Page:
Positron Emission Tomography (PET)
Preclinical PET imaging allows for metabolic and molecular imaging in rodent models. PET imaging is currently used in clinical trials of neurodegenerative diseases to assess glucose metabolism, β-amyloid burden, tau pathology, and dopaminergic terminal density.
At Biospective, we have demonstrated regional glucose hypometabolism is several of our mouse models, including our alpha-synuclein Parkinson's disease model and TDP-43 ALS mouse model. We can also work with a range of other radiolabeled tracers for PET studies in mice and rats.
A key to successful PET imaging is rodent model is accurate analysis of measures, such as SUVR, from specific brain regions or via voxelwise analysis. We have developed sophisticated, image registration algorithms, as part of our our proprietary NIGHTWING™ software platform, to align rodent brain PET images with MRI scans to allow for fully-automated analysis.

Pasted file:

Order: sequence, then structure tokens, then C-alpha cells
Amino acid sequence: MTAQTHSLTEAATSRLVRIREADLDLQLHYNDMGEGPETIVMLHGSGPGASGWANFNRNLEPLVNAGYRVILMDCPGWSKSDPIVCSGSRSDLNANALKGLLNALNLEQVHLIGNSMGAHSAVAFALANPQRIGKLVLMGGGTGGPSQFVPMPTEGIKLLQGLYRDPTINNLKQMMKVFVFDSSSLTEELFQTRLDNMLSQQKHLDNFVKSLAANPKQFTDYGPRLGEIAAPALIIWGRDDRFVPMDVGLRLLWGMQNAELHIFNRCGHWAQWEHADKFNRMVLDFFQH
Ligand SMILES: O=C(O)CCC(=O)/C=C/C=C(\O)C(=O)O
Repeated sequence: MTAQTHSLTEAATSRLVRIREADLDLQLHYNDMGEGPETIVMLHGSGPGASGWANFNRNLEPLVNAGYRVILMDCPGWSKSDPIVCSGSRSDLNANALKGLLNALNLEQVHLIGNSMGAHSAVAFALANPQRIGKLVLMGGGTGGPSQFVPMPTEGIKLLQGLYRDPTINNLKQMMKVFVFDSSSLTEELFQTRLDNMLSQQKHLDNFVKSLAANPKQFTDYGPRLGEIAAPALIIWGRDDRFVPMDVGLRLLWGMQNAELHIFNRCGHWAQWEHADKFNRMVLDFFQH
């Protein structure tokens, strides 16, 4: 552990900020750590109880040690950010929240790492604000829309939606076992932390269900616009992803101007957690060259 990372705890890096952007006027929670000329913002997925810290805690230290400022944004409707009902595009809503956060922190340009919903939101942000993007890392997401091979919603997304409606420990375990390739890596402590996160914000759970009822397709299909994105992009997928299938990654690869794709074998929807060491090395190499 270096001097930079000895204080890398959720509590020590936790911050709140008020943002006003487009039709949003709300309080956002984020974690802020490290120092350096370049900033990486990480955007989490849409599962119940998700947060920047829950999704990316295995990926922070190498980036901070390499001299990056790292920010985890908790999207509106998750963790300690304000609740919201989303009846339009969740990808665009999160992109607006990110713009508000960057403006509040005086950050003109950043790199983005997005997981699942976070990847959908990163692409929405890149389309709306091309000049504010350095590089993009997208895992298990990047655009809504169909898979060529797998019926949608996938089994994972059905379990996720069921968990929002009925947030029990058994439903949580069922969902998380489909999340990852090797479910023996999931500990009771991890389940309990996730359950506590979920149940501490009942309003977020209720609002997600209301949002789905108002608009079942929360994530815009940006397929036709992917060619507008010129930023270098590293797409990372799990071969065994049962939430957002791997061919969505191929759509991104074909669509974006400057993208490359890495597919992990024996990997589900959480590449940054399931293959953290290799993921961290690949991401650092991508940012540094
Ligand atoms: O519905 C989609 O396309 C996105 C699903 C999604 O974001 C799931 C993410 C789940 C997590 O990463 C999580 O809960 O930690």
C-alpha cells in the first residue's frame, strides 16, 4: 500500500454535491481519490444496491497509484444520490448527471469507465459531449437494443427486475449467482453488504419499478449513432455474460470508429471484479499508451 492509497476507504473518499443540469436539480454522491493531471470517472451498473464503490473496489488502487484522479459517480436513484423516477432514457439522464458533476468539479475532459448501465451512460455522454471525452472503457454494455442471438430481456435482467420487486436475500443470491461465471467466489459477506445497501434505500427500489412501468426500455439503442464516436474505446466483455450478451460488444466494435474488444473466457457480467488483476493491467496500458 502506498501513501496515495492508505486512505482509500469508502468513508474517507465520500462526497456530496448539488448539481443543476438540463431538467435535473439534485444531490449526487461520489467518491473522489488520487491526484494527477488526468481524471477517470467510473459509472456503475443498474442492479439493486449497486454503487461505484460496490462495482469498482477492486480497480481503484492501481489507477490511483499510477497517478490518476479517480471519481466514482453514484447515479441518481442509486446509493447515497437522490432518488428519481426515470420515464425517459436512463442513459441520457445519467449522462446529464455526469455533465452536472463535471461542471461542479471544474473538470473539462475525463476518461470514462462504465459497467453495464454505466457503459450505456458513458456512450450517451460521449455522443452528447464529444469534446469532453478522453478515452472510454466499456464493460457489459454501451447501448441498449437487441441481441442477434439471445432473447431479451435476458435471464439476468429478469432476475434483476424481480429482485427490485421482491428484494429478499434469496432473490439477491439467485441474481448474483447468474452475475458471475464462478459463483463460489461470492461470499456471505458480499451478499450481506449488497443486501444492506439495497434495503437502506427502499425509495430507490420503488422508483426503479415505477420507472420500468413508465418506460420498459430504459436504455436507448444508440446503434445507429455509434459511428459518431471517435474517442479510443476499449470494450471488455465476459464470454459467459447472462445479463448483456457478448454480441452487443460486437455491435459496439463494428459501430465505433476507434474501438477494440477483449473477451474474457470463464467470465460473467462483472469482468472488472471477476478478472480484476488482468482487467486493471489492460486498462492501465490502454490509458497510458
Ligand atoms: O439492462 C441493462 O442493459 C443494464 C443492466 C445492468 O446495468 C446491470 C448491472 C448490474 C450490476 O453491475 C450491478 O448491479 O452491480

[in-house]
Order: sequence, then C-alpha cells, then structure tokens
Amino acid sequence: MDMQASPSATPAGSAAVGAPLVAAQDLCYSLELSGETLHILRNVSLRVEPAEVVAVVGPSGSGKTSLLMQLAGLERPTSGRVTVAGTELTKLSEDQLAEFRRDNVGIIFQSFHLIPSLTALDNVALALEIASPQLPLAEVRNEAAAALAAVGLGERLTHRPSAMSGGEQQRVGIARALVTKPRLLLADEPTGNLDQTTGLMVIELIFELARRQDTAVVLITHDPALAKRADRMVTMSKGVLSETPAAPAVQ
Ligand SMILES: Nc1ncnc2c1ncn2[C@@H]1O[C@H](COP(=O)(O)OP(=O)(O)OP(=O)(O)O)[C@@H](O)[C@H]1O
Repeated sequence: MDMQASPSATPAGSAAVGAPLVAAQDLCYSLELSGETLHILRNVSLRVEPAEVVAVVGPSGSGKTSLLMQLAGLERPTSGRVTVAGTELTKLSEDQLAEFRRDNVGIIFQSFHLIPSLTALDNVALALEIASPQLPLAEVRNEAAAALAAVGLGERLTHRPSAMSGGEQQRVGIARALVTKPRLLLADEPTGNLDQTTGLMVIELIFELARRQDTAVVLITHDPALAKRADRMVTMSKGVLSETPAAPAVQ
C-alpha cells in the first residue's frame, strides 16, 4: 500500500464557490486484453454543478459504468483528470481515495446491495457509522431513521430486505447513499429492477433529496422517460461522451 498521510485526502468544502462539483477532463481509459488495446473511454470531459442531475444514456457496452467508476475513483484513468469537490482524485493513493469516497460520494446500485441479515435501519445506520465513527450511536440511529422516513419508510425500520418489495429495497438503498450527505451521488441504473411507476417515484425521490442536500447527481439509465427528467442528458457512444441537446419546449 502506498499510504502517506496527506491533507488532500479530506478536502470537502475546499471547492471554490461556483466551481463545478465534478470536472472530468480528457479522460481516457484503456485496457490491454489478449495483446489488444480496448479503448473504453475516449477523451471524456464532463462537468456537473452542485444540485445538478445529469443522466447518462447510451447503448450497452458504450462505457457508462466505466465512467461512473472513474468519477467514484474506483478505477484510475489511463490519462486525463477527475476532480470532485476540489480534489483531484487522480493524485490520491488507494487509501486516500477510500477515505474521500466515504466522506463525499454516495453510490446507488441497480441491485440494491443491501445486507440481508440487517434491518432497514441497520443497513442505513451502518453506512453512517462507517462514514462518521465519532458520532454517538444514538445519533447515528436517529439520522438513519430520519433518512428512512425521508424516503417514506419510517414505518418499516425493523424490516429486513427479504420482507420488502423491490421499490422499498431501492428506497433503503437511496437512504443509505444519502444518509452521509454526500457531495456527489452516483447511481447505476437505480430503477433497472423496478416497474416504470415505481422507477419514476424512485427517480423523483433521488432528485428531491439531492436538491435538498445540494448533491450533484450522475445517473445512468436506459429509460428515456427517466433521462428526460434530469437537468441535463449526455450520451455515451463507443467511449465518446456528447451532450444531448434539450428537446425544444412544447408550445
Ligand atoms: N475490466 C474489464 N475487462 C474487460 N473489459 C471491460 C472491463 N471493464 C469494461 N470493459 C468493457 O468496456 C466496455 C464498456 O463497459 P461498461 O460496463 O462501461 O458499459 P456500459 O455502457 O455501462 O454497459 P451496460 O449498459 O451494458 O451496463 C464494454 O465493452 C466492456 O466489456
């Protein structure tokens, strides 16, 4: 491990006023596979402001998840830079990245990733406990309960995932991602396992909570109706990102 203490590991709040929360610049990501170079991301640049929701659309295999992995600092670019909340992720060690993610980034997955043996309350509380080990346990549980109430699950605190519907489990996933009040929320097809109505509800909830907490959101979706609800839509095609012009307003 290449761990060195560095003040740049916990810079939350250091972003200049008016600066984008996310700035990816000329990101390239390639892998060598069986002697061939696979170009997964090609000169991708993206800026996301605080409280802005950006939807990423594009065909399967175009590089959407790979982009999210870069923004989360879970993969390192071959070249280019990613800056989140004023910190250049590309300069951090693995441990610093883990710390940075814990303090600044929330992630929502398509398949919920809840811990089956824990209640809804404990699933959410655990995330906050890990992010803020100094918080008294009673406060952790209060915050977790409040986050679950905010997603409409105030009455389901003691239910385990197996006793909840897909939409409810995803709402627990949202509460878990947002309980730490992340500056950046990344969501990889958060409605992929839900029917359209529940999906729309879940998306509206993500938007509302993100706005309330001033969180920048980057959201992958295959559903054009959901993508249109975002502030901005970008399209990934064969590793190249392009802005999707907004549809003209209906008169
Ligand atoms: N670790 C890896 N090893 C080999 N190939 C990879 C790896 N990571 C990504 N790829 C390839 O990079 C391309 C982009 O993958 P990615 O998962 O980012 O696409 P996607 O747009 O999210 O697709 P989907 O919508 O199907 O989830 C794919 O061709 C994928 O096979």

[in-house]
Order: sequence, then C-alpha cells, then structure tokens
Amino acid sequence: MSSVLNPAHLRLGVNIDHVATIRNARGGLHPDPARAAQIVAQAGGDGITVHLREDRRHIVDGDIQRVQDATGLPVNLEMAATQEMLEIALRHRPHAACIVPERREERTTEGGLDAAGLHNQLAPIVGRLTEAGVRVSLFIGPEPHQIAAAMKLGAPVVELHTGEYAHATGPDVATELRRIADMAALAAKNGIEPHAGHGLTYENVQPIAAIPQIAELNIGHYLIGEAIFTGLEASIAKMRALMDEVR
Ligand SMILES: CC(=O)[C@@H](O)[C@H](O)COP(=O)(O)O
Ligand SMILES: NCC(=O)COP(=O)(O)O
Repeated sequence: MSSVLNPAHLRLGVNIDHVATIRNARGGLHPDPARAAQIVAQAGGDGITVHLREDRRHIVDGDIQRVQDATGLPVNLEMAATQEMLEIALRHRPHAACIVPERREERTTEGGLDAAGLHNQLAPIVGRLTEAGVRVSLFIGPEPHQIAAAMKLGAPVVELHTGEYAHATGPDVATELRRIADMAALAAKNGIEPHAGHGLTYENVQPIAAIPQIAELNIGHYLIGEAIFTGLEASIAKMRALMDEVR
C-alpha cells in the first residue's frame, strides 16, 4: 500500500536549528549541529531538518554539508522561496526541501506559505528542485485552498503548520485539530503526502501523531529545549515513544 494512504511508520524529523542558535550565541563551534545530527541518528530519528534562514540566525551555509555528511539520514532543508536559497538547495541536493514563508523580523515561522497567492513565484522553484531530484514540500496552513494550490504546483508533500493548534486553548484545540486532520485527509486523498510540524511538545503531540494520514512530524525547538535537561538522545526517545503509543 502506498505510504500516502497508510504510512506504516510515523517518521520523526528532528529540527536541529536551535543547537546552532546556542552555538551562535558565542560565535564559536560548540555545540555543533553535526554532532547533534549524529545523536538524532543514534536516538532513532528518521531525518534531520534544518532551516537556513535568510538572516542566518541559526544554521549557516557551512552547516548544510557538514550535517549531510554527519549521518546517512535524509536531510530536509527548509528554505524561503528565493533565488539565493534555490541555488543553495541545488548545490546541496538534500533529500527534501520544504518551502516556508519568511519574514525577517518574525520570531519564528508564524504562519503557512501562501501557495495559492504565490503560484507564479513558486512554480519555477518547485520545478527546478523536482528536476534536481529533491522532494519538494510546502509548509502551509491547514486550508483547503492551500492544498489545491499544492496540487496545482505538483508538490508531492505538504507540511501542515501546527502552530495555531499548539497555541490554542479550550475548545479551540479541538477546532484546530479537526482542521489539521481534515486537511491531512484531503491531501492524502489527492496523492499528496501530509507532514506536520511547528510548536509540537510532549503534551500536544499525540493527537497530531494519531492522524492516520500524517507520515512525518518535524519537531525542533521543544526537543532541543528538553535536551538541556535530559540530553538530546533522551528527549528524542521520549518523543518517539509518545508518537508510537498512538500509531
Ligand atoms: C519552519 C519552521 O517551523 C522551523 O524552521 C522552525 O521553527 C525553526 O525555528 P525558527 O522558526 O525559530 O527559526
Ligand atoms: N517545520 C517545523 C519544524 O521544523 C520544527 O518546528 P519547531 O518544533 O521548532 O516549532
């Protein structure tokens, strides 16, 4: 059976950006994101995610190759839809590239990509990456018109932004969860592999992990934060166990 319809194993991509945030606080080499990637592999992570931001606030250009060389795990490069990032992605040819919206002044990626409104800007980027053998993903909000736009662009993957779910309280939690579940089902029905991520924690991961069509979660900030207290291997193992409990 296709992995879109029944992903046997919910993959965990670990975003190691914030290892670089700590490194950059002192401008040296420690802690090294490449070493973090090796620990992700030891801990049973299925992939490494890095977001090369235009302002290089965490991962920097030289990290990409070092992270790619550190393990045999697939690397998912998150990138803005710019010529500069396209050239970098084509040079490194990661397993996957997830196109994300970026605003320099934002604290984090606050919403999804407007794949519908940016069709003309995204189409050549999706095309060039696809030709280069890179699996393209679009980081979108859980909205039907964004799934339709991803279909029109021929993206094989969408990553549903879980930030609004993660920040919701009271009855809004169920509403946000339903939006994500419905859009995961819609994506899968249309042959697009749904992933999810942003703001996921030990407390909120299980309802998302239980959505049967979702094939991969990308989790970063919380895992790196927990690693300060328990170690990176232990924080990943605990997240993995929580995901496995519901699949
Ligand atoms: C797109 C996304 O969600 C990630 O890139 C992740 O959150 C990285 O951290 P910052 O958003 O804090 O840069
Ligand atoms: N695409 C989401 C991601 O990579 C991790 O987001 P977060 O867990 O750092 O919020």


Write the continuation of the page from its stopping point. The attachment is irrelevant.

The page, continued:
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What is SUVR?
SUVR stands for Standardized Uptake Value Ratio. It is a measure of the radiotracer uptake and/or binding in w a specific region normalized to a reference region. In rodent models, typical reference regions for brain PET SUVR analysis include whole brain, cerebellum, and brainstem.
What is voxelwise analysis?
A voxel (or volume element) is a pixel with a third-dimension. In brain imaging, rather than analyzing the data from an entire region-of-interest (ROI), we can perform statistical comparisons on a voxel-by-voxel basis. With this approach, we typically generate statistical parametric maps, such as t-statistic maps. Voxelwise analysis is often an excellent way to explore imaging data without a priori hypotheses.
How is PET different from MRI?
PET and MRI complement each other. While MRI is typically used to glean information about brain structure or tissue biophysical properties, PET can provide information about brain metabolism and molecular neurobiology (e.g. receptor expression).
What is the spatial resolution of preclinical PET scans?
The spatial resolution of our PET scans are <1 mm. While that is lower than the resolution of MRI scans, it is still sufficient to evaluate measures, such as cerebral glucose metabolism, in different brain structures, such as the cerebral cortex, hippocampus, striatum, thalamus, olfactory bulb, cerebellum, and brainstem.